Monsoons in India are almost over and chilling winds have set in to pave the way for winter. The rains kept our company for almost four months, sometimes as a pleasant companion, sometimes as a long lost friend who came to surprise us and sometimes even that annoying person who just wouldn’t let us be in peace !! But I think we all agree that the beginning of monsoons is a truly delightful period. The schools in India start around the same time. When I see kids walking towards schools in their rainy shoes and cute umbrellas, I am always reminded of this beautiful song from the movie The Blue Umbrella: Chatri ka Udan Khatola
This movie is based on a short story by Ruskin Bond by the same name. Ruskin Bond has a knack of capturing the subtle emotions of kids and of course weaving it beautifully into words. Vishal bharadwaj has done complete justice to the short story while making this movie. The movie has also won the National Film Award in the year 2007 and I will recommend this sweet movie to everyone. The story is based in a remote village of Himachal Pradesh where a small girl gets hold of a wonderful blue umbrella. The story is extremely simple and perfectly captures the innocence of children.
The feel of the song: The girl has just got a brand new umbrella, plus she is from a remote village where possessing such an umbrella itself is a remote idea. Of course the girl is highly excited about the umbrella and takes it everywhere she goes. Just recollect the excitement of any kid when he/she sets eyes on a new toy, that is exactly the emotion this song is trying to capture. The song describes the amazing things that the umbrella does from the perspective of a child.
The rhythm: The song makes use of bouncy rhythms throughout the song, keeping in tune with the intended enthusiasm of the song. The percussion elements from the region of Himachal like the manjira or jhanjh have also been used occassionally for a garnishing effect.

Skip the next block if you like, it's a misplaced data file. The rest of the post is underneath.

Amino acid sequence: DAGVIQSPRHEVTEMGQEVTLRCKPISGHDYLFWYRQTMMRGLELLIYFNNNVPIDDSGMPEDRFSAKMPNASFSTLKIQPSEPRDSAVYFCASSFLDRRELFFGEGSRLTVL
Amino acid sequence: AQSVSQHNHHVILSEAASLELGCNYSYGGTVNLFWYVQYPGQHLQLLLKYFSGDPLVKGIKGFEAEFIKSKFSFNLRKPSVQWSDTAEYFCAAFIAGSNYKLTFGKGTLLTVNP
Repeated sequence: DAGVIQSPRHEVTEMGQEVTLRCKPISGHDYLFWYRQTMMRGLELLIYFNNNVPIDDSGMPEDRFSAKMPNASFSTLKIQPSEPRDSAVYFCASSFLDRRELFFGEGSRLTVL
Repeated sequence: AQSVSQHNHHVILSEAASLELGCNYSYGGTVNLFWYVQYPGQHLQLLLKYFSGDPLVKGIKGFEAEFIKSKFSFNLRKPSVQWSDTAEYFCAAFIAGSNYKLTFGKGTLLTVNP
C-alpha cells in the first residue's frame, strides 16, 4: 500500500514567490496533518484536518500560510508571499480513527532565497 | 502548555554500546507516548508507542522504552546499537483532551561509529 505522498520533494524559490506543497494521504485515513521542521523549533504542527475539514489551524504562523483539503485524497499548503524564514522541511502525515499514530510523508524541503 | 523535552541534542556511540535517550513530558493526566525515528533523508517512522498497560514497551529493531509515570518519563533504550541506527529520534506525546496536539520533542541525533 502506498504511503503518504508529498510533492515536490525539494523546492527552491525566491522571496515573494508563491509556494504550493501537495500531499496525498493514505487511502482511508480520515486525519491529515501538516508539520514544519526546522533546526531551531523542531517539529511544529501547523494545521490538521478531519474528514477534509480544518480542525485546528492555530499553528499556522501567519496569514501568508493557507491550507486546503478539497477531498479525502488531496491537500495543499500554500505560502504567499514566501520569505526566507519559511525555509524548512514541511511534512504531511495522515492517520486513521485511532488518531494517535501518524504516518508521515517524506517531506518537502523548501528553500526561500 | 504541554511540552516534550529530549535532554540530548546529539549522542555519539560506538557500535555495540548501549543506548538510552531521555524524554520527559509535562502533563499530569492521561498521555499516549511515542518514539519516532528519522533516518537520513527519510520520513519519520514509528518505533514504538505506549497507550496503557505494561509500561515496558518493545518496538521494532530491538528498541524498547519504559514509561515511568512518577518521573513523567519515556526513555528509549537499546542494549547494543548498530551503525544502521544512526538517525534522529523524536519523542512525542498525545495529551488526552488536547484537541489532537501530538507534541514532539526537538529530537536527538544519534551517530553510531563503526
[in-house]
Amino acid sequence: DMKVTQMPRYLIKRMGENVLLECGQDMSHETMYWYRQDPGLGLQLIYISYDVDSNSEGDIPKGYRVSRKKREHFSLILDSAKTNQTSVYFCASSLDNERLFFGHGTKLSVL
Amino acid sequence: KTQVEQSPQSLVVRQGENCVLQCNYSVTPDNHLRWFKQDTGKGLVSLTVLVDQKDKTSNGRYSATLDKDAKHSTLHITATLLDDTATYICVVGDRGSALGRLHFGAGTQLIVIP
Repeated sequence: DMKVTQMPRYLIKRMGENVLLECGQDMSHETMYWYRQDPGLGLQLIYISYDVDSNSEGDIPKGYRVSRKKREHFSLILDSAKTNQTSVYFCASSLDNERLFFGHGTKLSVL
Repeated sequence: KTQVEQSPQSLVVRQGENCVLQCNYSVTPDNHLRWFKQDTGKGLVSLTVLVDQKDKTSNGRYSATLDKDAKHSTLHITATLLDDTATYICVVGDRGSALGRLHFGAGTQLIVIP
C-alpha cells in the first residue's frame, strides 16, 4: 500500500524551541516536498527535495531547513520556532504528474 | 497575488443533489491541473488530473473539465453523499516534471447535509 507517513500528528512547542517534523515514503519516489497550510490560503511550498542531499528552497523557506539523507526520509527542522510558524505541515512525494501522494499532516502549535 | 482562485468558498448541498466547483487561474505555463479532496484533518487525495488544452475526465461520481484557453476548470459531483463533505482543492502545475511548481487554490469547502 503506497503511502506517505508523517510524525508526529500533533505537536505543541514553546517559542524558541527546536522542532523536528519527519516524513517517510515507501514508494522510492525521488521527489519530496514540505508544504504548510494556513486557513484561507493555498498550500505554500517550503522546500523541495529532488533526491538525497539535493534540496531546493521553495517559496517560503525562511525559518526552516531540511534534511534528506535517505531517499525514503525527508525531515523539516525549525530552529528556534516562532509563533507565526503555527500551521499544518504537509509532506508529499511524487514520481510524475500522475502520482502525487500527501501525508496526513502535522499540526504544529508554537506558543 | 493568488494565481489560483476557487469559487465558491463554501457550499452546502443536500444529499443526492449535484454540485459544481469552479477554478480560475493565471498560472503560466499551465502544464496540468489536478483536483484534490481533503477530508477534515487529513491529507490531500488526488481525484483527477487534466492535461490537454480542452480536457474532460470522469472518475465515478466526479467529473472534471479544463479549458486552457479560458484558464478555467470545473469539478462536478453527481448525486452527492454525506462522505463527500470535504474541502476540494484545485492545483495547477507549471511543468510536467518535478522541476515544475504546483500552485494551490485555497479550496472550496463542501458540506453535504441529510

Vocals: The vocalist Upagna Pandya has done a nice job in rendering the lyrics of the song with an endearing childlike enthusiasm. The throw of her voice in the higher parts is quite precise, especially considering her age. The chorus is an excellent means of adding to the childlike feel. Harmonies have also been used nicely in the chorus.
Interplay of major and minor scales: The synthesizer has been used extensively to create crescendos. Since this is a kids song, it has fast transitions of moods to reflect the bubbly and transient nature of kids. These transitions are achieved by changing extensively between minor and major chords, especially in the chorus. Along with the chord transitions, the mood change is achieved by modulating rhythm as well. There is a nice mix of fast paced sections going towards a climax and slow emotional parts.
For the more interested listener: This song uses elements from the folk music of Himachal Pradesh. The state is amidst the Himalayas, one of the most scenic parts of the world and subsequently the music also reflects the freshness of this region. They have a wide range of percussion instruments and wind instruments. In fact I feel that the wind instruments like flute aptly bring out the windy feel of the mountains. Here is a nice Himachal folk song by Mohit Chauhan.
The melodies of this region are typically called Pahadi Dhuns. Many Hindustani classical instrumentalists play these Dhuns as a part of their performances. This is a soulful rendering of a Pahadi Dhun by Pandit Shivkumar Sharma.